OKLAHOMA CITY - Hailing it as one of the most productive meetings in recent history, legislative leaders officially adjourned the 45th session of the Oklahoma Legislature today.
"This was the most pro-business, pro-education session that I've ever been involved with," said Senator Stratton Taylor. "We covered the waterfront on a variety of economic development initiatives, from tax cuts to education investments. The things we did this session will produce dividends for years to come.
"There aren't many legislators who can say they cut taxes, made record investments in roads and education, enacted property tax reform and solved problems as sticky as the Indian gas tax and midterm funding all in one four month legislative session.
"This was a grand slam, tape measure home run. One for the record books."
The highlight of the 1996 session, according to Senate leaders, was the state's expanded commitment to education. Lawmakers pumped an additional $212 million dollars into the three branches of education, the largest non-tax increase in recent state history. Of that total, common schools received an additional $131 million, higher education $71 million and vocational-technical education $9 million. Gubernatorial vetoes killed approximately $6 million in education funding.
"We said all along that education would be our top priority, and we made good on that promise," said Senator Kelly Haney, Chairman of the Senate Appropriations Committee. "From an economic development standpoint, it was the best investment we could make."
Another investment on behalf of economic development was made in transportation, with legislators approving the largest state budget increase for roads and highways --some $29 million-- in recent history.
"If you're going to attract high quality jobs, you have to have a strong infrastructure of roads and highways," said Senator Larry Dickerson, Chairman of the Senate Appropriations Subcommittee on Transportation and General Government. "We approved a road building program, a record amount of new funding, that will move Oklahoma to the head of the pack in the competition for new industry."
Legislators also enacted a series of targeted tax cuts to spur economic development. They included a tax reduction for marginal oil wells, a tax credit for investments in agriculture processing facilities, reduced inheritance taxes on family farms and businesses and a $5,500 income tax exemption for private sector retirees.
"We're giving businesses a break so they can create more jobs and stimulate economic development," said Senator Bruce Price, author of the ag processing and inheritance tax cuts. "These tax cuts send the signal that Oklahoma is intent on creating the best business environment in the nation."
Lawmakers also passed an economic stimulus package for rural Oklahoma, pumping millions of dollars into projects in rural communities. Another economic development mechanism, the highly successful Quality Jobs Act, was renewed by the Oklahoma Legislature this year.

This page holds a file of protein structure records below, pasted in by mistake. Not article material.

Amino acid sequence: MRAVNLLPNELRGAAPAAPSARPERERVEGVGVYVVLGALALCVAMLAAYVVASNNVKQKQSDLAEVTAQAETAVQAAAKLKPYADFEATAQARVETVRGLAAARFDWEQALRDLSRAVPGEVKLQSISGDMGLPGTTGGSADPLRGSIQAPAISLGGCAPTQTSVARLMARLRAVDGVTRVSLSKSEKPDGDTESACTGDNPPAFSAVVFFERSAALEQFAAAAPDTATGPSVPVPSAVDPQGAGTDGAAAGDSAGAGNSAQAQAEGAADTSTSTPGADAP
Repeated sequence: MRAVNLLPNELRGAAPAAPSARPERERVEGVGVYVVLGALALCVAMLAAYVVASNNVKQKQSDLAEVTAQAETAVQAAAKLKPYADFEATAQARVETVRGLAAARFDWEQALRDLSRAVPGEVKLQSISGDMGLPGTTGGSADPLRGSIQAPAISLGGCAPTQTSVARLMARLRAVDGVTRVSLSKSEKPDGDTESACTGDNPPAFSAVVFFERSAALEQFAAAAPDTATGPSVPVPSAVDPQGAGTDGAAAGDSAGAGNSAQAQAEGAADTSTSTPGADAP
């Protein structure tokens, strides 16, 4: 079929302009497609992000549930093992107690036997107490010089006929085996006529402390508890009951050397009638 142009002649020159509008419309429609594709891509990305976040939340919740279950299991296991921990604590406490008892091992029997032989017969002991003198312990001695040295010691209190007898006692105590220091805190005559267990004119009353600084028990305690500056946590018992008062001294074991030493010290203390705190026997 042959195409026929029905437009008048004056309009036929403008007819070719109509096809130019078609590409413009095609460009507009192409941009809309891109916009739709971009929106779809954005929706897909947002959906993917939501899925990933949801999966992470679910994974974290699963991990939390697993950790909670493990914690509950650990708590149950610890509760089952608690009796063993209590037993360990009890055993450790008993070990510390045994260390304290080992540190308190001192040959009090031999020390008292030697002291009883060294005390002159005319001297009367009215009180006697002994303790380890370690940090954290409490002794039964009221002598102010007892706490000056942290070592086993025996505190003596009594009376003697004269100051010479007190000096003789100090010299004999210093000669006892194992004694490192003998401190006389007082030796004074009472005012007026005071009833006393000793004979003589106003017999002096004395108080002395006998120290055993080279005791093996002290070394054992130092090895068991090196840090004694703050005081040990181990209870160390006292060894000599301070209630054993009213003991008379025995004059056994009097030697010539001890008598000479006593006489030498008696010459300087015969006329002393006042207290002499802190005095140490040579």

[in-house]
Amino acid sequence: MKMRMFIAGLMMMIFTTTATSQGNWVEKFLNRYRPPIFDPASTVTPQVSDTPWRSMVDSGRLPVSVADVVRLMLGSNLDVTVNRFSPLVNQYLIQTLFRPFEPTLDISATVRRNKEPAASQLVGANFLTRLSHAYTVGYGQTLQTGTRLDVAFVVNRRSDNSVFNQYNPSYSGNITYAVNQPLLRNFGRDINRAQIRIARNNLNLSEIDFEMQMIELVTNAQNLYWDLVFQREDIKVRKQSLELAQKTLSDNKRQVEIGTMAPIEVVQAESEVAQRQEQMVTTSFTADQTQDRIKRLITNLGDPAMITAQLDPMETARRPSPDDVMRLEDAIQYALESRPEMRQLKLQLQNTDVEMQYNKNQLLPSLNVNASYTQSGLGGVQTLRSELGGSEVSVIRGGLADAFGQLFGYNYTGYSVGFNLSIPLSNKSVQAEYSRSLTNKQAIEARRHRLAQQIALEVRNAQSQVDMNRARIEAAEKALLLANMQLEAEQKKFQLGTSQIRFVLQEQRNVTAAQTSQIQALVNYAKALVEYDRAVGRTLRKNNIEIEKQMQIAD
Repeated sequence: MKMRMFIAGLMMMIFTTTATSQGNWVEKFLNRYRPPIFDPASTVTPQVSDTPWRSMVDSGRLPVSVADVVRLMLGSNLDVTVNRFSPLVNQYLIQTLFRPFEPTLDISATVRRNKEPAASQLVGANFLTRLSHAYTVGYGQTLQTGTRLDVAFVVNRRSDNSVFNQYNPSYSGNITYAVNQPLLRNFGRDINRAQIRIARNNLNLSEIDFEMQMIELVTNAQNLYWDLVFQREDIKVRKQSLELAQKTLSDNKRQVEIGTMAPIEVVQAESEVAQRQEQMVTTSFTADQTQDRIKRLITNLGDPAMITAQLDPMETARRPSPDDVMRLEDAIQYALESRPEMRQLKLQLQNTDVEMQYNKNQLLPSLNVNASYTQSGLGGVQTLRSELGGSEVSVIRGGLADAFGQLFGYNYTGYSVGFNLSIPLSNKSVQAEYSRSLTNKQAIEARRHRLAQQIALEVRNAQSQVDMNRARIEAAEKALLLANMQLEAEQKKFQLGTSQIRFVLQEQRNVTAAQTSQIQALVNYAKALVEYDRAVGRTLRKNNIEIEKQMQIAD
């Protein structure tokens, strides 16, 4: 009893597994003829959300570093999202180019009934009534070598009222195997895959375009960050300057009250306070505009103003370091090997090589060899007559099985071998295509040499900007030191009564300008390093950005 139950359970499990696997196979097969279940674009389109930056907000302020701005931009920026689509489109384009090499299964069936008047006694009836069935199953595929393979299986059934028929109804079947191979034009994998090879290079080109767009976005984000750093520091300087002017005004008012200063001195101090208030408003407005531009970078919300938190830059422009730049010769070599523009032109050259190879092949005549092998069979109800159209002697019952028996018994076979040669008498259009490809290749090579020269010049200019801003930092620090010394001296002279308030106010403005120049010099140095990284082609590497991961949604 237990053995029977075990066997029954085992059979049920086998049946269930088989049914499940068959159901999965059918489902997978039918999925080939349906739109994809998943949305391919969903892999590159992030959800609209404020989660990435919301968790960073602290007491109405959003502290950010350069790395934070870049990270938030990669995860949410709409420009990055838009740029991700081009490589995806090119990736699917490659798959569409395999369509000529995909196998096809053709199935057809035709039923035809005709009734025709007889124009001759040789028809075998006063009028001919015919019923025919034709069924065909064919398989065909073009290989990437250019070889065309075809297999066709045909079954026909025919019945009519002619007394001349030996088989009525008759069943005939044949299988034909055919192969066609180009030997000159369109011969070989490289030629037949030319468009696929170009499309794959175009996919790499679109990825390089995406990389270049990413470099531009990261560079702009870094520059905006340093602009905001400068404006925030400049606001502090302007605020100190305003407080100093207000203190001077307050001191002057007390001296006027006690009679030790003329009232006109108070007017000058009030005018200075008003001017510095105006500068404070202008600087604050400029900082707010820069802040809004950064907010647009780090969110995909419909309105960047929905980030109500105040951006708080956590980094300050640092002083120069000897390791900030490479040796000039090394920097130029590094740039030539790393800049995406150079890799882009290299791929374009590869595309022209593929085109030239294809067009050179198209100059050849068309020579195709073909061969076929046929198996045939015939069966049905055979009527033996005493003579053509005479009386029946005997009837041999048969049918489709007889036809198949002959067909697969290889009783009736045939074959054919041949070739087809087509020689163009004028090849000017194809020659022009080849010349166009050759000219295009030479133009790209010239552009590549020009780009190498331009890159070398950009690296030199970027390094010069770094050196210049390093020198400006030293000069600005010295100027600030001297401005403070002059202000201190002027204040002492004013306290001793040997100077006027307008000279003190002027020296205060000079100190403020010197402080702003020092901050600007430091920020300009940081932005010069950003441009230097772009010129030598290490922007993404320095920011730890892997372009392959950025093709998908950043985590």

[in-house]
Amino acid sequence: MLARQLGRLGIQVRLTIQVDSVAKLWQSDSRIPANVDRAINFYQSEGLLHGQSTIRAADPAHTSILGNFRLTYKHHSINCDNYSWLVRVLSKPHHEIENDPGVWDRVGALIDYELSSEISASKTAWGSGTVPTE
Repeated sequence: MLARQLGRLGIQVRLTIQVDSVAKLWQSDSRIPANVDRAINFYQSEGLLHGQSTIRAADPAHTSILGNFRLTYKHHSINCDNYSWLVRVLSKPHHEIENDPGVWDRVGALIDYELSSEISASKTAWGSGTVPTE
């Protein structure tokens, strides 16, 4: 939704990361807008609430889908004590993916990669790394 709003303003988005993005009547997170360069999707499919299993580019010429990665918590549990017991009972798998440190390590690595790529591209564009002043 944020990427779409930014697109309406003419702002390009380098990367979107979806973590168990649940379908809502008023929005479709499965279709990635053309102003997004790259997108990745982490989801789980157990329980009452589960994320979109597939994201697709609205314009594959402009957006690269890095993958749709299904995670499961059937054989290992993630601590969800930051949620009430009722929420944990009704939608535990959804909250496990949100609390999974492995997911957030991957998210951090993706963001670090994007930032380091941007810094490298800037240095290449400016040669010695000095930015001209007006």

Midterm school adjustments, an annual funding problem, was resolved this session with legislators enacting a permanent solution that will deliver funding to growth school districts in a timely manner.
"Basically, we've done away with an annual headache that's plagued both our growing schools and state lawmakers," said Senator Don Williams, one of the chief architects of HB 2055. "We've created a system that will get our schools the money when they need it, making it easier for them to budget and meet the needs of their students."
Legislators also tackled and passed a comprehensive property tax reform package that places strict limits on ad valorem increases and gives special breaks to senior citizens.
"We're giving homeowners some relief by putting the brakes on property tax hikes," said Senator Penny Williams, architect of the reform package. "At the same time, we were careful not to do anything that would erode the revenue foundation on which our public schools rely."
Legislators also attempted to give state employees a pay raise, but Governor Keating blocked several of the agency appropriations that would have funded it.
"Really, the only black mark this session was Governor Keating's flip-flop on the pay raise. He's put a lot of agency directors in difficult positions where they may be forced to fire or furlough workers to give a raise the Governor approved and then refused to fund. We tried to override the vetoes and get state employees the money that was promised them, but the House Republicans blocked our attempts," said Senator Taylor.
"It's unfortunate, but that was Governor Keating's decision and I guess we'll all have to live with it."
The Senate leader did compliment the Governor on what was generally a strong effort to work in a bipartisan manner on the state's problems.
"After the divisiveness of last session, I think everyone, Governor Keating included, came to the table with a new attitude. We worked together, we moved Oklahoma forward, and we did some things that will bring benefits for many generations to come," said Senator Taylor.
Accomplishments of the 45th Oklahoma Legislature
-Record investments in education -- common ed, higher ed and vo-tech;
-Record investment in roads and highways;
-Targeted tax cuts to stimulate job creation totaling more than $45 million;
-Rural economic development stimulus package;
-Property tax reform;
-Quality Jobs Act, highly successful economic incentive program, renewed;
-Indian Gas Tax agreement;
-Increase in prison space for violent criminals;
-Midterm Adjustment permanent solution.
-Workers Compensation Reform prompts rate cut for business;
-Tax cuts (Unemployment tax on new business cut, energy tax cuts);
-Increased prison space for violent criminals;
-Increased funding for education.